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Defence biased towards foreign success

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Mountains of paperwork and a distorted view of successful products is hindering Australian SMEs from joining the defence industry supply chain.

Mountains of paperwork and a distorted view of successful products is hindering Australian SMEs from joining the defence industry supply chain.

Ross Roberts of Harwood Marine, located in the Clarence Valley region, recently spoke at the NSW Legislative Council standing committee on state development's defence industry inquiry in Tweed Heads, where the managing director lamented the process Australian SMEs are undergoing as they look to contribute to Australia's largest defence spend in recent decades.

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"I have been to nearly everything that opens and shuts. I go down to every meeting. I fly everywhere. I go down to Canberra. I go here, I go there and they say, 'Isn't this great?'," said Roberts.

"I will repeat what was said to me in Canberra by a guy when I got invited to a talkfest. He said, 'If you want to get something across in Australia, make it successful in a foreign country first'.

"That was about a technology that we are working on with the Japanese for ships and it is exactly the same story with that."

Roberts said Australian SMEs finding success with their products and services overseas has been a pivotal factor in making their work attractive to Defence in Australia.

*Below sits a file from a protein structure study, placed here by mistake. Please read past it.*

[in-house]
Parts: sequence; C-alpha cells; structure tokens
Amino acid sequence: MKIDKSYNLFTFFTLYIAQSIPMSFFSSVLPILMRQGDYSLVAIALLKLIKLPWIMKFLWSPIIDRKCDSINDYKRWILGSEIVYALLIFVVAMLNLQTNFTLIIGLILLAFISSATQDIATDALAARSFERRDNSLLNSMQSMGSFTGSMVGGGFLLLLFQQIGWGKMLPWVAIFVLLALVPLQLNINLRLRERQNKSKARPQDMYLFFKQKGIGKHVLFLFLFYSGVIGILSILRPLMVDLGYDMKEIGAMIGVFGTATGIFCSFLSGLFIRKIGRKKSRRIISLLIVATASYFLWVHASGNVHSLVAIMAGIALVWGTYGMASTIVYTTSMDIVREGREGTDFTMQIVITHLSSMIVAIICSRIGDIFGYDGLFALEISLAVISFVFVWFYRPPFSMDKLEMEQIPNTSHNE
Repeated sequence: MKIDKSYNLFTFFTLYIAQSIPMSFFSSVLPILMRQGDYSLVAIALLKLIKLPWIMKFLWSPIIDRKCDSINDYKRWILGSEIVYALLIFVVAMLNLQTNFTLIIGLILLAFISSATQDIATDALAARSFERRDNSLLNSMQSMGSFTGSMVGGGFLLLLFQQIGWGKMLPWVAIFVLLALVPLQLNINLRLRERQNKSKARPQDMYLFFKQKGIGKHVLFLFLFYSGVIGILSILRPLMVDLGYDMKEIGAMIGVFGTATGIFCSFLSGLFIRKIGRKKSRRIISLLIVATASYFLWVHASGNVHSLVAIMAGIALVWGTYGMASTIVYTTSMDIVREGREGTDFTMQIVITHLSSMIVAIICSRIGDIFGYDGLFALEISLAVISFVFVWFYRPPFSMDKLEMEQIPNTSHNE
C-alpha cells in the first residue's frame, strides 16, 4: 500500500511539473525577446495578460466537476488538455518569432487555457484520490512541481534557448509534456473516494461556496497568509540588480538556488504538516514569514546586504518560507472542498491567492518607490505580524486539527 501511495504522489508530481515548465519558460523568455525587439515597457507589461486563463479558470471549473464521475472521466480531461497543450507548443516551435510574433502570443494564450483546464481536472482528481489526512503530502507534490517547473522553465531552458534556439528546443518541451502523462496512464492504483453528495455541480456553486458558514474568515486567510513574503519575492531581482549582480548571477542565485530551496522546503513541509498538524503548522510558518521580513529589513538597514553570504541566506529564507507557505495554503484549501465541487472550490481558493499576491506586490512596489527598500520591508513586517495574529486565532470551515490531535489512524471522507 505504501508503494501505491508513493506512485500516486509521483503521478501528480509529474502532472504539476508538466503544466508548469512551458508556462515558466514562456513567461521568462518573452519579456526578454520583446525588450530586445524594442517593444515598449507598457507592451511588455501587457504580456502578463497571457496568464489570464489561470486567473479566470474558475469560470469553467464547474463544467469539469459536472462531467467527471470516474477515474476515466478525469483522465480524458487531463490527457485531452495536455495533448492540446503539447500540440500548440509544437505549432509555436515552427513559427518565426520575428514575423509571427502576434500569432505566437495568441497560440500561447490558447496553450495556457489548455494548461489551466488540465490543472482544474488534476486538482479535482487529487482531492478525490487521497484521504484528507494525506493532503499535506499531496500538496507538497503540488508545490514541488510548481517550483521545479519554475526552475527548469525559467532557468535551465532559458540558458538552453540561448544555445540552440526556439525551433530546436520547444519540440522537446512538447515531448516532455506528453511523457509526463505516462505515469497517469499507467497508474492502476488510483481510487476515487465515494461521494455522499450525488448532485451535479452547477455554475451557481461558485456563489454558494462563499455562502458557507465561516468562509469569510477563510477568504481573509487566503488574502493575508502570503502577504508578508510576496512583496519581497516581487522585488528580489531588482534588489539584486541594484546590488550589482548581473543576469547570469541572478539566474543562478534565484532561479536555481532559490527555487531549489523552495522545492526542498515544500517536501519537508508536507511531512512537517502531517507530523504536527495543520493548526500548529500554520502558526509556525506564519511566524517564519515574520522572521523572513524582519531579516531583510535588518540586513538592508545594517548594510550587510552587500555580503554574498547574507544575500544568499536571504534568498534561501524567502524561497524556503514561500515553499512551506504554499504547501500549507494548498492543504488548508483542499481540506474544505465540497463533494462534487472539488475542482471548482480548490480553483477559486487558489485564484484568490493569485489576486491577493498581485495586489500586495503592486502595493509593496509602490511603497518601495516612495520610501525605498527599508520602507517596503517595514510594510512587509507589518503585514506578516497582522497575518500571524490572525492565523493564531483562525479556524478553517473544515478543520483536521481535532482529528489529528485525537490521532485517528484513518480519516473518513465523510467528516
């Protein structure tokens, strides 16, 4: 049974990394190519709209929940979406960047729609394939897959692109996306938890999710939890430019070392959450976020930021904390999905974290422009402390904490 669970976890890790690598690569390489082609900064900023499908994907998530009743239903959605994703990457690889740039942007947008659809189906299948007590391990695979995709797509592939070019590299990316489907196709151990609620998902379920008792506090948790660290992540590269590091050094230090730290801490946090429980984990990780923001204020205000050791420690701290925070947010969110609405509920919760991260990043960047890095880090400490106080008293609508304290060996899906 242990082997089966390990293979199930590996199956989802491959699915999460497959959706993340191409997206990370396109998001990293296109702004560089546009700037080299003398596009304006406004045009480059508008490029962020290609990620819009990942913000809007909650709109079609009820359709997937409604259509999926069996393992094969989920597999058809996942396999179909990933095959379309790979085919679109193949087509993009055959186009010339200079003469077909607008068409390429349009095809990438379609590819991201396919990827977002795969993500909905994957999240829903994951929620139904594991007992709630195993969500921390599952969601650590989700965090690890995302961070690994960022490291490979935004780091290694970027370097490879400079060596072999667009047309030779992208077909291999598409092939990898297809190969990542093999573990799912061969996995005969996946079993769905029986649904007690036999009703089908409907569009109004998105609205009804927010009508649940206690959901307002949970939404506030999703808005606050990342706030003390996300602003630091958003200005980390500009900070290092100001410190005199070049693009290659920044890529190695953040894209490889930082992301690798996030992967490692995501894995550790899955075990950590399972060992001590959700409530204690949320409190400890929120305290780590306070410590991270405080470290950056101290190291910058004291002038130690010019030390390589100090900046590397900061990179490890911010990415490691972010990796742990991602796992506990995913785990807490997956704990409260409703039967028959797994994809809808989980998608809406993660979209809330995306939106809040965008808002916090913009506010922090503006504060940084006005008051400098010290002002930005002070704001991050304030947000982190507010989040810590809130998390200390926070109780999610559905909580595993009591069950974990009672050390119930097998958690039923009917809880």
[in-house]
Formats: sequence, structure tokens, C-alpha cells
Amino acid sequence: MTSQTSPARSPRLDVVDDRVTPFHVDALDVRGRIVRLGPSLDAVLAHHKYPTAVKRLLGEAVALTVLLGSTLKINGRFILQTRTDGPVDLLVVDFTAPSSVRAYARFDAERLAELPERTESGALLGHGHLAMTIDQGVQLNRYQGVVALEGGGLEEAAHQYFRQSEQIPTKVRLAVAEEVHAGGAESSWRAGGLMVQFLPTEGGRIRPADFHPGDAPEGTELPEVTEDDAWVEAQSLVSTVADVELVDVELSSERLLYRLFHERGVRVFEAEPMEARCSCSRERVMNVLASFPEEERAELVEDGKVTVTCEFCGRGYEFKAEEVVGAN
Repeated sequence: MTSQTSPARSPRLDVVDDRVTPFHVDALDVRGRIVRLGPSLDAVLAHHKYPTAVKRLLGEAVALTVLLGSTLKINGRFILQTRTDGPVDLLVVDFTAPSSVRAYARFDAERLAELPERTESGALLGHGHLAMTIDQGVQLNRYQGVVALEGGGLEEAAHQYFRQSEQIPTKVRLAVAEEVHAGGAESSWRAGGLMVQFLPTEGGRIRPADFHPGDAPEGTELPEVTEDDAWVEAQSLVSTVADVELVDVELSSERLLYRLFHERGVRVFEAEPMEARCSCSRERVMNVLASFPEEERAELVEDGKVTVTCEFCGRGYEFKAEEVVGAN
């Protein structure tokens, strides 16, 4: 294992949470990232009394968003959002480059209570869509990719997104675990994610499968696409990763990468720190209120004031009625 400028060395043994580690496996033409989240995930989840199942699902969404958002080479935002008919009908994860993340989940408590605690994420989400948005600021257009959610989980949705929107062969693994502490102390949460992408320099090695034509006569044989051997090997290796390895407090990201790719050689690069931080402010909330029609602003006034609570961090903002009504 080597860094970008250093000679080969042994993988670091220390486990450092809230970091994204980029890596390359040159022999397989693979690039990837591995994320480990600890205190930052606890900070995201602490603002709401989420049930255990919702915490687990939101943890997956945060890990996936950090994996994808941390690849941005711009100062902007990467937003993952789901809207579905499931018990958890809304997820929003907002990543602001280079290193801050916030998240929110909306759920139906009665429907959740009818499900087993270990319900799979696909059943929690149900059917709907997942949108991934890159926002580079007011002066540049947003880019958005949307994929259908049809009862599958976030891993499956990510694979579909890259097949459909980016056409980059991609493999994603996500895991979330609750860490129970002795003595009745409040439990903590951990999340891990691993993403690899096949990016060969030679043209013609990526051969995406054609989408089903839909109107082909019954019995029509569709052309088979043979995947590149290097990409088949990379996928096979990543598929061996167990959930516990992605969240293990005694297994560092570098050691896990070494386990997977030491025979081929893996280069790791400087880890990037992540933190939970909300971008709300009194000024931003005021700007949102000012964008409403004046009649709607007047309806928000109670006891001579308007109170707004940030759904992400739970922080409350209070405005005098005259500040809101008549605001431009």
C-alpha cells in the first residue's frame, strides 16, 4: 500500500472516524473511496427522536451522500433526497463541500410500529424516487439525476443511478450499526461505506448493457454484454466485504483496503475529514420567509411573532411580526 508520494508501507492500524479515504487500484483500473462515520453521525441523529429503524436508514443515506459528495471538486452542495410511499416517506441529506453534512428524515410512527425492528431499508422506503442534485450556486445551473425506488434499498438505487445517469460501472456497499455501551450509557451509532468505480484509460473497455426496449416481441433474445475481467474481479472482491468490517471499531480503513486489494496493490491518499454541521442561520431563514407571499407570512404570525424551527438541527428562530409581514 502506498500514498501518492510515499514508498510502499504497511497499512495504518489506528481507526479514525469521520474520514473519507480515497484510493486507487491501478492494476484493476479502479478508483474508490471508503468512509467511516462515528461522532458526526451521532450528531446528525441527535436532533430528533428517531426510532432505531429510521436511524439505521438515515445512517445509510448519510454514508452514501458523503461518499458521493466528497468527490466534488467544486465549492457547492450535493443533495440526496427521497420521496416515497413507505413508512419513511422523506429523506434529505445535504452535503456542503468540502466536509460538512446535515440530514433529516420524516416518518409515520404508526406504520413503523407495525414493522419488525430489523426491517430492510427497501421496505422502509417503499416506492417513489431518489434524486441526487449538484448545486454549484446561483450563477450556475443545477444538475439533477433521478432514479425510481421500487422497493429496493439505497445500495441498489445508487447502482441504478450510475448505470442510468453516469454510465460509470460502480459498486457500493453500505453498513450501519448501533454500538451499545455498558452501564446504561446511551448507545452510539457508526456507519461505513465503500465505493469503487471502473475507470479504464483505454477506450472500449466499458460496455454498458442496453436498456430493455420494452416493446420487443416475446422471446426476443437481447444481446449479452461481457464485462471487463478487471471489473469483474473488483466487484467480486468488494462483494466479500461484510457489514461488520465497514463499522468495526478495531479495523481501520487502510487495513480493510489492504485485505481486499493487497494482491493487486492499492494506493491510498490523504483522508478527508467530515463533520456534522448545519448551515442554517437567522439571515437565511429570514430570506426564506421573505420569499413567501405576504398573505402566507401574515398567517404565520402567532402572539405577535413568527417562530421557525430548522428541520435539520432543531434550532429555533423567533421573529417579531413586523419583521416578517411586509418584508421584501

"I am working in other places in the world with this technology," explained Roberts. "Every time I put it up to the Australian whoever it is, I get a long list of stuff to fill out and paperwork. We are not that company. We have not got those people in our company. We are shipbuilders and shipyards."

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The Harwood Marine managing director said overseas contractors, including China, have approached the company to provide expertise for defence products, but fears without government support Australian SMEs will lose out in contributing to Australian defence projects.

"I have been invited to China to be involved in a joint venture to build a little attack craft for Nigeria. They were building them there and we were asked to build them in the Philippines. We met them because we were buying so much Chinese gear for the ships we were building," explained Roberts.

"We have recently had an inquiry for a French vessel and a United States Navy vessel to be slipped. These are defence vessels. It is starting to happen, but it would be so much better if we were confident that the New South Wales government was behind us and supporting us. It is very hard when you have to do everything yourself."

 

Defence biased towards foreign success
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